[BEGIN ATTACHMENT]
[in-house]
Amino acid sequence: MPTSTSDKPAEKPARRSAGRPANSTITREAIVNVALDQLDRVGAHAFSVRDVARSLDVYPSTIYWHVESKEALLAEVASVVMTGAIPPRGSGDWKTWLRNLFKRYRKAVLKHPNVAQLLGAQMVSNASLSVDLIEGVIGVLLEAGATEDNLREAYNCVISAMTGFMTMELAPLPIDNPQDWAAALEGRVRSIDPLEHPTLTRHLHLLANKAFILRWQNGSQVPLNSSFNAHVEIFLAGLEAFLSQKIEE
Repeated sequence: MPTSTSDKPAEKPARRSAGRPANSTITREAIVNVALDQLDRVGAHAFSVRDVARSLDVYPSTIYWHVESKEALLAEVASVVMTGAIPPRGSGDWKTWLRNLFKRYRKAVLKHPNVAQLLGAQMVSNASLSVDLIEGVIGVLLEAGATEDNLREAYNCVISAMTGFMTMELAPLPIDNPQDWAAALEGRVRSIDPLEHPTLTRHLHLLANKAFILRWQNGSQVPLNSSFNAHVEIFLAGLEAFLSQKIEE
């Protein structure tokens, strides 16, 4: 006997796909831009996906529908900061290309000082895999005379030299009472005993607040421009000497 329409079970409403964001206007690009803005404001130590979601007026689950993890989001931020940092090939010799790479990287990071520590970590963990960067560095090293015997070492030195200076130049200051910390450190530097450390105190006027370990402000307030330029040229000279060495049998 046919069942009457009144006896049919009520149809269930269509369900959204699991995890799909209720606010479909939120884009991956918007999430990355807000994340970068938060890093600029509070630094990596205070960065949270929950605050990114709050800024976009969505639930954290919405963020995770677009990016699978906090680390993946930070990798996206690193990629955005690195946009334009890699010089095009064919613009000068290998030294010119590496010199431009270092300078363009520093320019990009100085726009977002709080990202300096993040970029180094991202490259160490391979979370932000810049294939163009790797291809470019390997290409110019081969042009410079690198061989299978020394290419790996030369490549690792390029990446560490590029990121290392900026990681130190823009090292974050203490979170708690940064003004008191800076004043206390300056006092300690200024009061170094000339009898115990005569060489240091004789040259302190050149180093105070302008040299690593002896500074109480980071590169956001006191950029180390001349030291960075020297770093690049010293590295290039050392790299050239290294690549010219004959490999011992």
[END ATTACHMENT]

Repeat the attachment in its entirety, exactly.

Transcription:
[in-house]
Amino acid sequence: MPTSTSDKPAEKPARRSAGRPANSTITREAIVNVALDQLDRVGAHAFSVRDVARSLDVYPSTIYWHVESKEALLAEVASVVMTGAIPPRGSGDWKTWLRNLFKRYRKAVLKHPNVAQLLGAQMVSNASLSVDLIEGVIGVLLEAGATEDNLREAYNCVISAMTGFMTMELAPLPIDNPQDWAAALEGRVRSIDPLEHPTLTRHLHLLANKAFILRWQNGSQVPLNSSFNAHVEIFLAGLEAFLSQKIEE
Repeated sequence: MPTSTSDKPAEKPARRSAGRPANSTITREAIVNVALDQLDRVGAHAFSVRDVARSLDVYPSTIYWHVESKEALLAEVASVVMTGAIPPRGSGDWKTWLRNLFKRYRKAVLKHPNVAQLLGAQMVSNASLSVDLIEGVIGVLLEAGATEDNLREAYNCVISAMTGFMTMELAPLPIDNPQDWAAALEGRVRSIDPLEHPTLTRHLHLLANKAFILRWQNGSQVPLNSSFNAHVEIFLAGLEAFLSQKIEE
């Protein structure tokens, strides 16, 4: 006997796909831009996906529908900061290309000082895999005379030299009472005993607040421009000497 329409079970409403964001206007690009803005404001130590979601007026689950993890989001931020940092090939010799790479990287990071520590970590963990960067560095090293015997070492030195200076130049200051910390450190530097450390105190006027370990402000307030330029040229000279060495049998 046919069942009457009144006896049919009520149809269930269509369900959204699991995890799909209720606010479909939120884009991956918007999430990355807000994340970068938060890093600029509070630094990596205070960065949270929950605050990114709050800024976009969505639930954290919405963020995770677009990016699978906090680390993946930070990798996206690193990629955005690195946009334009890699010089095009064919613009000068290998030294010119590496010199431009270092300078363009520093320019990009100085726009977002709080990202300096993040970029180094991202490259160490391979979370932000810049294939163009790797291809470019390997290409110019081969042009410079690198061989299978020394290419790996030369490549690792390029990446560490590029990121290392900026990681130190823009090292974050203490979170708690940064003004008191800076004043206390300056006092300690200024009061170094000339009898115990005569060489240091004789040259302190050149180093105070302008040299690593002896500074109480980071590169956001006191950029180390001349030291960075020297770093690049010293590295290039050392790299050239290294690549010219004959490999011992």